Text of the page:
When a federal department says its digital systems are under constant attack and the government comes up with more than $60 million to fix the problem, taxpayers expect to see a lot of progress. But the Agriculture Department's internal watchdog says the progress wasn't nearly good enough because programs were managed ineffectively and often failed to focus on the most critical areas of cybersecurity.
USDA's Office of the Chief Information Officer, or OCIO, was given $66 million in additional funding in 2010 and 2011 to improve computer and network security. It's spent $63.4 million -- but the report said the money didn't always go to the projects the OCIO outlined when Congress was asked for the money.
"We found that some of OCIO’s projects did not meet the purposes outlined in the Congressional request for funding or were not targeted to improve the most critical IT security risks," said Agriculture's inspector general.
For those flaws, the Agriculture Department's Office of the Chief Information Officer wins this week's Golden Hammer, a weekly distinction awarded by the Washington Guardian to a prominent example of government waste.
The report was critical of the management of the 16 projects OCIO started with the funding. It says the office started all 16 at once, and assumed funding would continue into the future -- so when funding was reduced, projects had to be severely scaled back and their time lines stretched out.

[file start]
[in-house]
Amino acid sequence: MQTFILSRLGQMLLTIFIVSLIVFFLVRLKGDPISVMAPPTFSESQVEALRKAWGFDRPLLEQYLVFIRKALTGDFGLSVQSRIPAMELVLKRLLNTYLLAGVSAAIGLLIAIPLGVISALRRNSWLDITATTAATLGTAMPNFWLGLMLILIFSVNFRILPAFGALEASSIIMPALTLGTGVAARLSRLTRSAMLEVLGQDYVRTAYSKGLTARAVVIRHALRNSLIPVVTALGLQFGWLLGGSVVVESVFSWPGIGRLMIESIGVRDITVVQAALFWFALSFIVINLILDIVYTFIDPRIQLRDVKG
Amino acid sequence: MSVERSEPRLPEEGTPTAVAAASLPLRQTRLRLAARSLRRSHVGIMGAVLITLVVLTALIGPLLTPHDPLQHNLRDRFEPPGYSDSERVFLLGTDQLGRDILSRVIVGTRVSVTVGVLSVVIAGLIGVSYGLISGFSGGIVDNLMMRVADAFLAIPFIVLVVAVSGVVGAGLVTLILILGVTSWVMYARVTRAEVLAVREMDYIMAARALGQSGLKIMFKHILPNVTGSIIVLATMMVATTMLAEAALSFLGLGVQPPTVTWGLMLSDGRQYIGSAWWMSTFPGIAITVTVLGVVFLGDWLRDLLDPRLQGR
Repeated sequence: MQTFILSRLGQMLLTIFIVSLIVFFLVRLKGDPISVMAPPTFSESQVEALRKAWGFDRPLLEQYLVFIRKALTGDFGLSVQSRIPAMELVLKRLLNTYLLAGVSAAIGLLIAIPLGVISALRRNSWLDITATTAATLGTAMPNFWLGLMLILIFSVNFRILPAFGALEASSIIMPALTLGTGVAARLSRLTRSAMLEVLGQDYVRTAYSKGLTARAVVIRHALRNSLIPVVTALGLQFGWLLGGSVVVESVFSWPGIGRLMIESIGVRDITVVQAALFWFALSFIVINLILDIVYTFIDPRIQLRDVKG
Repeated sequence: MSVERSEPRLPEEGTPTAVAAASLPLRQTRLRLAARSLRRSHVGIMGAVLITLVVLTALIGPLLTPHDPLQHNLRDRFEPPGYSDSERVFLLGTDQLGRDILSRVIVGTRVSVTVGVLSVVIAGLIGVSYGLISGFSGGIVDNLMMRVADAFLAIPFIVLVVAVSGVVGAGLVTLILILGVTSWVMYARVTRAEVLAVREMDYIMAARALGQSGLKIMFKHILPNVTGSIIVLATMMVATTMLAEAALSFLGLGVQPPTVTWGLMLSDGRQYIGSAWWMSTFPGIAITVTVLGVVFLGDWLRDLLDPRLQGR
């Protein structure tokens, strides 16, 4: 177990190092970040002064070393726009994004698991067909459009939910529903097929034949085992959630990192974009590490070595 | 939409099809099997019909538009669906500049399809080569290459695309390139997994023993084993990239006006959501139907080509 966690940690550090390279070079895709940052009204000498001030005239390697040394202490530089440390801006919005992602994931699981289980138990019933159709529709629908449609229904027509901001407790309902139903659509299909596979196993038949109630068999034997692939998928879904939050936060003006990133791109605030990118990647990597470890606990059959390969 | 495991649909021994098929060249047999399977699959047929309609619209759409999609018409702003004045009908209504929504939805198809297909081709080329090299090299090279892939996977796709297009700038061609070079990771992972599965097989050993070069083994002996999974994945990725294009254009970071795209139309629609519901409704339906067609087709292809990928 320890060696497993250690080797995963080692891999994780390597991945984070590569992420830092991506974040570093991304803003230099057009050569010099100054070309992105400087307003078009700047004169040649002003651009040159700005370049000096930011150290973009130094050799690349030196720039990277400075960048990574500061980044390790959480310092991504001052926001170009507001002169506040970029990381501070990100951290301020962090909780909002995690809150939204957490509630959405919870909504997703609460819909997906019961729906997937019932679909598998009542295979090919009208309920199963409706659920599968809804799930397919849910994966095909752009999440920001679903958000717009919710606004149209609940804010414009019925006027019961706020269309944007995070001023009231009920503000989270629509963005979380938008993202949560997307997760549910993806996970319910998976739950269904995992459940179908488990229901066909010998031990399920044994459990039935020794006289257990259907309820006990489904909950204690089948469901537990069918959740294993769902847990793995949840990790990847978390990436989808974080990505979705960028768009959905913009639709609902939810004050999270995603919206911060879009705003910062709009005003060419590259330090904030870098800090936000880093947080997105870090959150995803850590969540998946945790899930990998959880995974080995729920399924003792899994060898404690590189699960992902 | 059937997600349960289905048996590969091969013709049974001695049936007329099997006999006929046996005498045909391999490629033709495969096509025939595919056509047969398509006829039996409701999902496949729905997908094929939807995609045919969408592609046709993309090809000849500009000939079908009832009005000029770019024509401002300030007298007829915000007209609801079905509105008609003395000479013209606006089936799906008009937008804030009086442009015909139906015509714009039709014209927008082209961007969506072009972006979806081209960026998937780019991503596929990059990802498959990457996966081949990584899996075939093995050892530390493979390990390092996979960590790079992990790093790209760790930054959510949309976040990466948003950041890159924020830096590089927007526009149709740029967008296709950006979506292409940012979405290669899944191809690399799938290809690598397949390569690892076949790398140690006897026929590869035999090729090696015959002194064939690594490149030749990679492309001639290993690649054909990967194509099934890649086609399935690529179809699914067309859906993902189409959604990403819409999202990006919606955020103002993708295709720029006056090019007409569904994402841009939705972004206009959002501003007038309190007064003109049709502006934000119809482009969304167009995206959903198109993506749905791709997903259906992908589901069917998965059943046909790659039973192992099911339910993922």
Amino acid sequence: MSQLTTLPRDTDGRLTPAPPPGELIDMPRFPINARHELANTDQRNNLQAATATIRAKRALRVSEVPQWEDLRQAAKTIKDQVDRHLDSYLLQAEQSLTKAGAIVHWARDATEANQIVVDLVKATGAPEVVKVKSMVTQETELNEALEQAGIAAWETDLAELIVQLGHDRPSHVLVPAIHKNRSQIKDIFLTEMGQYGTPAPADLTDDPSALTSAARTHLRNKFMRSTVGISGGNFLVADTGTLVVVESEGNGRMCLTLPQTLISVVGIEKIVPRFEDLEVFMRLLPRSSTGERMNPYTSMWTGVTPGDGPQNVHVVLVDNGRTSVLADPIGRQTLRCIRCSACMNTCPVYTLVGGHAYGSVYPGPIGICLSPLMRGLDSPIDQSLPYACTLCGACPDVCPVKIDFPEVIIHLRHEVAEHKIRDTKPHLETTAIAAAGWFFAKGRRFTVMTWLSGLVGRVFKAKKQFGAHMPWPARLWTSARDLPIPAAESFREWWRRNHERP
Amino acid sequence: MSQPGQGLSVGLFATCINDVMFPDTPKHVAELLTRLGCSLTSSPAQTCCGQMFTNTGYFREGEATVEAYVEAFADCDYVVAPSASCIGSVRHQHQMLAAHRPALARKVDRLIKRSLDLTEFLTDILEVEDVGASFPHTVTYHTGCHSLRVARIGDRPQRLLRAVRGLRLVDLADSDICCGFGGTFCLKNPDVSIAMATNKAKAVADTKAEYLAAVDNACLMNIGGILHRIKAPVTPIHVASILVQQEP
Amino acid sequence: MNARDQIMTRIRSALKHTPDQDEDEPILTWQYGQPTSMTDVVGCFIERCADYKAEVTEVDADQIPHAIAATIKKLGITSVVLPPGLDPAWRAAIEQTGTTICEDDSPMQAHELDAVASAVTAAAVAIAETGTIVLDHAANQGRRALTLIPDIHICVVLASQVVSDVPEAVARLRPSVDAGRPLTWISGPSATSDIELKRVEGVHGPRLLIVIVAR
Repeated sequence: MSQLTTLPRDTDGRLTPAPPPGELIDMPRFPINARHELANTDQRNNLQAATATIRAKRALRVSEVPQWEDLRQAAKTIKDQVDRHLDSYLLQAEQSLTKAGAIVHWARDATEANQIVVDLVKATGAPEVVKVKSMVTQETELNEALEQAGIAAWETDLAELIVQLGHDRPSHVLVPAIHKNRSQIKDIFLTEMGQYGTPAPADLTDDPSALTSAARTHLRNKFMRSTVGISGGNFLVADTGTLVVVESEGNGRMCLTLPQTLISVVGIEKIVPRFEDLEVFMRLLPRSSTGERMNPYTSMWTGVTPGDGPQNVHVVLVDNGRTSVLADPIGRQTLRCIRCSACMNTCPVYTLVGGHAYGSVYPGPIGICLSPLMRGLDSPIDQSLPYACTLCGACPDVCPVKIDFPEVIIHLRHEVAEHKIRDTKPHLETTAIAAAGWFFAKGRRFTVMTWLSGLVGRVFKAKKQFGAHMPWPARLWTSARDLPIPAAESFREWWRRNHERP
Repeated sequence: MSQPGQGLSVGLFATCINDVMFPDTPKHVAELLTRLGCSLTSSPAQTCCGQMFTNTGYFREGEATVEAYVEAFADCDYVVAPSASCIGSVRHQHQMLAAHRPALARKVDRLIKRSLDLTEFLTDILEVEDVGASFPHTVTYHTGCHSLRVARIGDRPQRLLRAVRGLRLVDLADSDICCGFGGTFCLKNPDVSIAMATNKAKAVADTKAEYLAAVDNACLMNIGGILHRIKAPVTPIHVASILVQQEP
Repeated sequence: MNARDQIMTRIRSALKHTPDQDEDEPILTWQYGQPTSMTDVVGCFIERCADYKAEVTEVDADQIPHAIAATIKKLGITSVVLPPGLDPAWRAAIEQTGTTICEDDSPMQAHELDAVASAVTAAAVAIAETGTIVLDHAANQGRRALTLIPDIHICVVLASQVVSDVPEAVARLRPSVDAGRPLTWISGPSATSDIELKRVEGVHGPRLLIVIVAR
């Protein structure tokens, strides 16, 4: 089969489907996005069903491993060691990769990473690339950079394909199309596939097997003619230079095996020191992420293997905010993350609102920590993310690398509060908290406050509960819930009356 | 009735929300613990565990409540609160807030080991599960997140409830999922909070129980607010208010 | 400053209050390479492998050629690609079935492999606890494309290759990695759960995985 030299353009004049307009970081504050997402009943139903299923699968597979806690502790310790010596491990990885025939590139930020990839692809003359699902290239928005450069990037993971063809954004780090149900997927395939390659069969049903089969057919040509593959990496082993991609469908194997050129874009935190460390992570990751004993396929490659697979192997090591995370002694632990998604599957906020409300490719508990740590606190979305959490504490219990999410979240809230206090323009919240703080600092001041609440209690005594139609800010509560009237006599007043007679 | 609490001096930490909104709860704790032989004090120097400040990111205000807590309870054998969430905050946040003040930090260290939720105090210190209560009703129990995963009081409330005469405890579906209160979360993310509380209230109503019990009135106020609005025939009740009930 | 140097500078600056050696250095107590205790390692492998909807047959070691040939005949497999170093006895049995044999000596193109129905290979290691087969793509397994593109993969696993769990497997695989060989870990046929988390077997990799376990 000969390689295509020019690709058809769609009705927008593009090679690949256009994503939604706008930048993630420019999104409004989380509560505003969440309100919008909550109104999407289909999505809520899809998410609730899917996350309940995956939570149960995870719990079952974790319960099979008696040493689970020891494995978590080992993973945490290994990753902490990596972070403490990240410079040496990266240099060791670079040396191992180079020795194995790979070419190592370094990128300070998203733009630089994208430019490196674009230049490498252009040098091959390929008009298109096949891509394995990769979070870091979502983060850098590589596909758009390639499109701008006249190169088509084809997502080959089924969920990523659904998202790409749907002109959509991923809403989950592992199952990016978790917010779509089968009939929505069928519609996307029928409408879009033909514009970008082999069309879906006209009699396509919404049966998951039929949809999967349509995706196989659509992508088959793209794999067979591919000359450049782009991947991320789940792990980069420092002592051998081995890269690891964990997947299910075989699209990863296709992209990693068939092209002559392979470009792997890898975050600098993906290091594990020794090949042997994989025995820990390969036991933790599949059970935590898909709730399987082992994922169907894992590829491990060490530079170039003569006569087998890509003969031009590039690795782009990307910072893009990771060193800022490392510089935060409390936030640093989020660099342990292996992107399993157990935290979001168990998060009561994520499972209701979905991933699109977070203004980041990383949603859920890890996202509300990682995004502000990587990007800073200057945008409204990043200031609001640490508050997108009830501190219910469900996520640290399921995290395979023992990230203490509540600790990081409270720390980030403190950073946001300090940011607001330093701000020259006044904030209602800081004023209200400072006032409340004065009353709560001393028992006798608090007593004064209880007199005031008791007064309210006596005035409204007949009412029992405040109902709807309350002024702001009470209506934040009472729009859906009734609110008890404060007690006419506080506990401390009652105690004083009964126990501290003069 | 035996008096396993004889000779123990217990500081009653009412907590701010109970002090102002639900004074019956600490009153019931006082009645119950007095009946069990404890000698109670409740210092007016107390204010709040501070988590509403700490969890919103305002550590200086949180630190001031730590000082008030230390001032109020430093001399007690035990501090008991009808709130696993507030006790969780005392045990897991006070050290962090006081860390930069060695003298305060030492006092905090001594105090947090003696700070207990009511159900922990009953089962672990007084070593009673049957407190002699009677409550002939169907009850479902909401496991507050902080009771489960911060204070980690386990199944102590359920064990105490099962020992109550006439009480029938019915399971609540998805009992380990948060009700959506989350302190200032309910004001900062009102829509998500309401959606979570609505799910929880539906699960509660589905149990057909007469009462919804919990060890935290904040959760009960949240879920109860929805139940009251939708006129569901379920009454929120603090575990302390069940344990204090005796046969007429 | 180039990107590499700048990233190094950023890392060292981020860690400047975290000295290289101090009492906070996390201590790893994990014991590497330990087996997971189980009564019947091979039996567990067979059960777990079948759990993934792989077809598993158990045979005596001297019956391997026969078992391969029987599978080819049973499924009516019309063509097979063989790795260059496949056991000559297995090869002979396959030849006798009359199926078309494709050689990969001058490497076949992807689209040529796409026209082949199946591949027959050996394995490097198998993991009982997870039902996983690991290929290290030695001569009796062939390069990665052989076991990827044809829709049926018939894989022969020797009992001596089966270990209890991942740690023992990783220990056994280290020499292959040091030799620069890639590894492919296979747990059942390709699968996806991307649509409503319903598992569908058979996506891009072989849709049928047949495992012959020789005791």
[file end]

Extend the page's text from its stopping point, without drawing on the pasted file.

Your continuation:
The IG report acknowledged "some progress" in improving USDA's digital security, but it said the funding should have yielded further improvements.
The report lists $6.7 million in expenditures that were not in the original request to Congress. Among them was a $2 million intern program, which was designed to build up a qualified work force, but actually netted the office one fulltime employee.
At the same time, the office didn't have nearly enough people to assess all of the security information it was gathering. It assigned only two people to sort through "13.3 terabytes of security alert data per day," the report said.
How much is that? About 20 times the amount of data a normal laptop computer can store.
The report said about 10 security incidents a week got reviewed. While the actual number of serious security incidents per week is unknown, the office, when it requested the funding, told Congress "USDA networks were under constant attack and were targeted by an abundance of malicious activity," the report said.
And the OCIO management of some programs was so lax that $235,000 was spent on a project that ended up being canceled because it was a duplicate of another project, the report said.
Repeated calls to the Department of Agriculture requesting comment were not returned.
The concern over Agriculture's digital security started in 2009, when the only way the department could find out about threats to its systems was when it was told about the attacks by the Department of Homeland Security or other law enforcement agencies.
The department has used the funding to make progress, the report said. It created the Agriculture Security Operations Center, which responded to three times as many incidents in fiscal year 2011 as it did in 2010.
OCIO has formally agreed with the report's recommendations to improve its management of the projects, and the inspector general has asked it for a list of specific actions it plans to take and when they will be completed.